Joy Pullman’s new must-read article at The Federalist is: “Seven Things Politicians Will Say to Make You Think They Oppose Common Core”.
Linked, documented and easy to read, this article delivers a long-needed direct punch to the gut of the hypocritical politicians (and school board candidates and others) who claim to be “for local control,” for parents’ rights, for teachers, for children—- some even claim to be against Common Core— but all the while, their left hand is undoing whatever their right hand does. Pullman’s article explains this hypocrisy so well. Her seven points are:
1. Scott Walker: Let’s Create Another Educrat Committee
2. Mike Pence: But We Can’t Lose Our NCLB Waiver
3. Mike Huckabee: It’s Not Common Core, It’s the Name
4. John Kasich: We Still Have Local Control
5. Jeb Bush: I Will Never Support a National Curriculum
6. Bobby Jindal: The Feds Ruined Common Core
7. Senators: I Can’t Do Anything Because It’s a State Issue
Pullman also exposes the still-little-known fact that Common Core is NOT just academic standards but also common data standards and databases.
She explains that the federal government is “sending states millions to create identical student databases that plug directly into Common Core K-12 testing pipelines so everyone’s personal information can be collected in a government dossier. Are these senators saying they have no power to stop things they or their predecessors (mostly) authorized? Are they saying they can’t sign onto bills that prevent federal involvement with Common Core, testing, or curriculum? That once an executive decides to run all over Congress and the laws, no one can stop him? If so, time to get someone else into their offices who thinks Congress is more than a bunch of bobble heads. At the very least, they could be honest like Louisiana Sen. David Vitter, who recently went from supporting Common Core to opposing it, and to prove his conversion has introduced a bill that would prohibit the federal government from mandating or incentivizing curriculum mandates, tests, or curriculum. It seems to be a strong bill, but here’s the problem: The U.S. Department of Education is already ignoring three laws that prohibit its Common Core-pushing. Adding another doesn’t seem likely to change its behavior. That means what really needs to happen is cutting USDOE off at the knees by slashing its budget and responsibilities.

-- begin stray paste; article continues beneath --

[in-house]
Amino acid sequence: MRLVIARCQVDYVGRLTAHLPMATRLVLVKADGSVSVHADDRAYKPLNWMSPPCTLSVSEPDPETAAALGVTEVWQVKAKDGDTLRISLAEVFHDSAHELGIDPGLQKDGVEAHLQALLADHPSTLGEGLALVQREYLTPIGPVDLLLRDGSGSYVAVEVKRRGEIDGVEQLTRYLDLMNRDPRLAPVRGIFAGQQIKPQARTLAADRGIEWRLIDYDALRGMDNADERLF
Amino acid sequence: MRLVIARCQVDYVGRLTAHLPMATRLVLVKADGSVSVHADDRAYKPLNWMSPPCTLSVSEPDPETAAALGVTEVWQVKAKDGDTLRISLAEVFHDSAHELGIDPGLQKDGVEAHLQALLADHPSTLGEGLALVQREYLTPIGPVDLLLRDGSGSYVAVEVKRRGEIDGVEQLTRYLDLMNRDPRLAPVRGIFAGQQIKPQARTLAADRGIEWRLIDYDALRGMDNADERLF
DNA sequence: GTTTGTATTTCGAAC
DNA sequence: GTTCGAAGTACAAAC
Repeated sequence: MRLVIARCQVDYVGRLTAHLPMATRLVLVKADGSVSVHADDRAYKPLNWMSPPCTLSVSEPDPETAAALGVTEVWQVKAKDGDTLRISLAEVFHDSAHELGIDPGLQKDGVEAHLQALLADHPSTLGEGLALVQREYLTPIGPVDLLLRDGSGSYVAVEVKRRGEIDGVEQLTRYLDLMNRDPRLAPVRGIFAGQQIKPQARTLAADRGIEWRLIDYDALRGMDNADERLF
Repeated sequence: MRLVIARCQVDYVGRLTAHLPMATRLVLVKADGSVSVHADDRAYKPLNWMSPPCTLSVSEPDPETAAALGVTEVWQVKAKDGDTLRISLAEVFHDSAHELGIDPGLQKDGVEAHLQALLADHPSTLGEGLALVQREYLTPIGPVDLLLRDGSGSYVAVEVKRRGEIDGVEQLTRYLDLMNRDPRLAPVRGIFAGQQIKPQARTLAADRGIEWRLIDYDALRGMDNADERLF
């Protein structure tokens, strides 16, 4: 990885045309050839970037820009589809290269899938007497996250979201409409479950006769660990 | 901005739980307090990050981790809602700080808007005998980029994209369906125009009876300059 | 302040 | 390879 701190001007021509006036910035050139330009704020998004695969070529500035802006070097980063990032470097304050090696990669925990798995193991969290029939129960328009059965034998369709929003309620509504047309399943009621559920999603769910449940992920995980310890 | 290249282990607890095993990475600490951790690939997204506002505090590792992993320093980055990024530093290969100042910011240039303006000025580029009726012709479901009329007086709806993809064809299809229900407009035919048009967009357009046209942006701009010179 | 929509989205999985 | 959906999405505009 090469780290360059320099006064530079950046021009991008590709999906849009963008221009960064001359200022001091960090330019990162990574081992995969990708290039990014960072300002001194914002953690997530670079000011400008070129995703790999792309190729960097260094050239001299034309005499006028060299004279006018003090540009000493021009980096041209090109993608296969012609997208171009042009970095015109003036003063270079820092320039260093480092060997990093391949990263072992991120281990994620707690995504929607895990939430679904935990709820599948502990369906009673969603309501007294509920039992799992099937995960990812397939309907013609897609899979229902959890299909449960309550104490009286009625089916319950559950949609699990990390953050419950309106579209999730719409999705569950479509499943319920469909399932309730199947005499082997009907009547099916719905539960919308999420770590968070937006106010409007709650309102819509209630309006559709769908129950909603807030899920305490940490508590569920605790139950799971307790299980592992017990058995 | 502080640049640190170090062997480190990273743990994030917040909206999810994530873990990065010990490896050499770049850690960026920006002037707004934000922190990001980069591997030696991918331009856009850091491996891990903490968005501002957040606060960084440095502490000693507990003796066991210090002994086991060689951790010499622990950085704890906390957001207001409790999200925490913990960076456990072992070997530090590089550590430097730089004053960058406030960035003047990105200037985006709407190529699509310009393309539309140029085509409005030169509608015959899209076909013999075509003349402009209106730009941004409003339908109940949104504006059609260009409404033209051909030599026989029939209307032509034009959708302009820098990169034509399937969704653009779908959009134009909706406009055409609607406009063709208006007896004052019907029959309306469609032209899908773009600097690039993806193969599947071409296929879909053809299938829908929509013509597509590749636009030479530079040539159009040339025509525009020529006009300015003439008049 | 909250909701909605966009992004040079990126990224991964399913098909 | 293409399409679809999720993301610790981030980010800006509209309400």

Any takers? Rand Paul? Anyone?”
Thank you, Joy Pullman.